Forgiveness is an actDec 07, 2020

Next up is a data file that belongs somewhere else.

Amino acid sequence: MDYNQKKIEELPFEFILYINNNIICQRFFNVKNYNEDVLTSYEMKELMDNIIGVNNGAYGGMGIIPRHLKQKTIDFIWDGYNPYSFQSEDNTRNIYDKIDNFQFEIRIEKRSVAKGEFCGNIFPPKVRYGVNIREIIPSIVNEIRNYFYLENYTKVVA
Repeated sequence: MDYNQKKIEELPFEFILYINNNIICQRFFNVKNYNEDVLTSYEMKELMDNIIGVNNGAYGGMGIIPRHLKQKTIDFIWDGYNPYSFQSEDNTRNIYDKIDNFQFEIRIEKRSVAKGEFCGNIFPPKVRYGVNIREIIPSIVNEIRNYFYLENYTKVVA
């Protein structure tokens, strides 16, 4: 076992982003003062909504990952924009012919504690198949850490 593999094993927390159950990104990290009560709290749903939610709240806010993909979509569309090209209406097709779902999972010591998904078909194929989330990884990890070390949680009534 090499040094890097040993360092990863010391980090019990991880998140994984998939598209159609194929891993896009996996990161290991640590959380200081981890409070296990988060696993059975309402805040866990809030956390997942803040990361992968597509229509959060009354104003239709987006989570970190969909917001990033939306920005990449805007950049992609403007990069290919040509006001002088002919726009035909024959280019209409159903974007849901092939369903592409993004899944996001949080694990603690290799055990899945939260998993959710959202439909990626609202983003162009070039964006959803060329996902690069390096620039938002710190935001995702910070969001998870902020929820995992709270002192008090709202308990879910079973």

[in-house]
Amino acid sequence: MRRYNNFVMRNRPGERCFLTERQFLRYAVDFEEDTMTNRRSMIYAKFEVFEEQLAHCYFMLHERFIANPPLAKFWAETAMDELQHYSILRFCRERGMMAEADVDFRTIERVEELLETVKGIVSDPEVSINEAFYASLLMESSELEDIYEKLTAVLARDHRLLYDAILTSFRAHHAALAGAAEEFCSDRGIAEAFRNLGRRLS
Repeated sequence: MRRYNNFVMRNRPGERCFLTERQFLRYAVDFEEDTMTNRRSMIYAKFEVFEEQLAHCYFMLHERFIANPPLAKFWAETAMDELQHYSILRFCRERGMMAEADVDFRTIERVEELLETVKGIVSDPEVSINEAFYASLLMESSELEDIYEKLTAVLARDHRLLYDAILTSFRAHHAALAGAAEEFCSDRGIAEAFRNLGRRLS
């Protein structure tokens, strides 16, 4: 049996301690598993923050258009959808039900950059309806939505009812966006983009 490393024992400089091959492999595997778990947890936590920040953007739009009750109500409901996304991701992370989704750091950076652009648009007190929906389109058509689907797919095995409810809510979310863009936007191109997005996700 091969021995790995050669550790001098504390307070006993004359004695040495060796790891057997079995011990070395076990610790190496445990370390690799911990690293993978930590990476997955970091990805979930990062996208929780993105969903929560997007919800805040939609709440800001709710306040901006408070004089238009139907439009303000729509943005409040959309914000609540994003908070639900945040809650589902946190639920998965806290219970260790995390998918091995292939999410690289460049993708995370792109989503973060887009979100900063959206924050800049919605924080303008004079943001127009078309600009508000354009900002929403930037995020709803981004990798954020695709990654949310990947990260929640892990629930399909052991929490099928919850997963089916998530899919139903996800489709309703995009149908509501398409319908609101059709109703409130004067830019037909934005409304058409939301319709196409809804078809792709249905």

The month is over and I haven’t had a moment to reflect. My group arrived and their adventure of yoga, dance, food and culture has begun. One chapter closed and another began and I haven’t had time to reflect on the first chapter ending. Geeta’s pranayama class encouraged us to “find out your own answers.” She was in her peak state of course getting frustrated by our inability to know our own imbalances and our own twists and turns. This theme of going to the edge of your breaking point in order to have some sort of transformation was a theme. You must die before you are reborn. This is different than Prashan’ts doing doing and dying. Doing with purpose for purpose. As we learned to turn our foot properly in Swastikasana she said, “Oh people think Geeta is physical yoga….it’s ok. He knows,” as she throws a glance to the sky. Prashant spoke of our minds and expanded that the citta is of many levels and there are fluctuations on every level of our being. From the physical into the spiritual. Geeta may speak about turning of the foot and Prashant asks us to watch the effect of exhaling profoundly on the body and the mind. When I asked him that it’s overwhelming all that there is to do he said, “ I must give you a lot in your baggage to take home….schemetize your practice and exploration.” While on the first day of class I felt that breathing from and in my shoulder blades literally change my emotional state and the spinal confinement of breath making my mind sharp and clear, I know wondered who is watching and who is doing? These are the kind of conversations we have over ginger tea at the Chetak. I’m just gonna quote my good friend Jennie as she wrote this right after class when it was fresh and says it so well From the physical to the spiritual and back again, there is so much to learn on this subject of yoga, and as Prashant said this morning, "we must be our own entertainment". There is no reason to be looking outside of ourself for such distractions when right within us there is so much to discover. On the personal front, it was indescribably wonderful to share this experience with Jennie. We met there in 2008 and I just loved having a pal on this journey! I love all the people I meet here. The friendships are deep and connected. Columbia, England, Japan , New Zealand , Italy, Brazil- these are some of the countries of my new friends. THE TOUR BEGINS Now is the third day of the first group I’ve ever brought to India. Two of the women are sign language interpreters and found a deaf school that showed them a yoga demonstration. So impressive it was that Devki is going to follow up with visiting and connecting with the school. Tomorrow we are going to meet up with the Deaf folks I ran into at the Chetak to see the light show at Shaniwar Wada. It’s Diwali so a light show seems apropos. I like not planning much because it’s these surprise experiences that make one’s experience here meaningful. I want to stay out of India’s way and let her do her thing. Gaya took us on the most amazing food tour. I have fallen in love with India again. First, there was the most delicious lemongrass kissed chai followed by a tour of the market. Then we ate a tapioca dish, upma/ semolina , pohe/pounded rice dish and a sweet semolina followed up with what is kinda like an empananda with fresh peas and coconut. Each dish was a cacophony of flavors and textures, soft and crunchy, warmly spicy and sweet. I have never in the many years of coming here experienced such extraordinary food. We were then taught Baratynam, folk and Punjabi dance by Devki’s niece. Devki then told us the story of Pantanjali in the form of Adisea desiring to learn dance and how first he had to come to earth in a human form to learn yoga. She connected the spirit of dance to that of yoga and we entered a glorious and well needed savasana and meditation. A large part of this meditation is the act of forgiveness, both forgiving and asking for forgiveness. Many reached a very vulnerable state and when asked if they could cry Devki replied with a song in her voice, “Why nooooot!?” Hearts were definitely opened. From this inside world, Gaya brought us out into the out into the bustle of Pune to a non-veg restaurant as she was excited to share this local place with people who eat meat- Everyone seemed really happy. My failing is that I can’t write about something I don’t understand. The sticky ghee rice I had was pretty good. And there is a yogurt drink with a fruit that Gaya had me try at her house- it’s like a tamarind flavor sweet and tart but bright purple in color so the drink was a lovely pink color. On the way back, we found ourselves in a home textiles shop and the gals went crazy. I was happy to say that I knew where his sheets came from having visiting Sanganeer in Rajasthan a few years ago. Gaya’s friend, Parvain joined us. His smile and something about his whole demeanor just made me like him so much. He was so quiet, intensely knowledgeable about food and brought such a nice energy to the group. Who did he remind me of? Over coffee, asking him about his future software engineering days back in his home village town it hit me over the head- though far more understated and steady, he reminded me so much of my ex who also can have kind eyes and a mesmerizing smile. Funny how when you least expect it, something happens to make you remember the good things, the open heart things and the pain and anger fade to the background. I am eager to go back to the sacred space and practice asana and meditation. I think it’s doing something!
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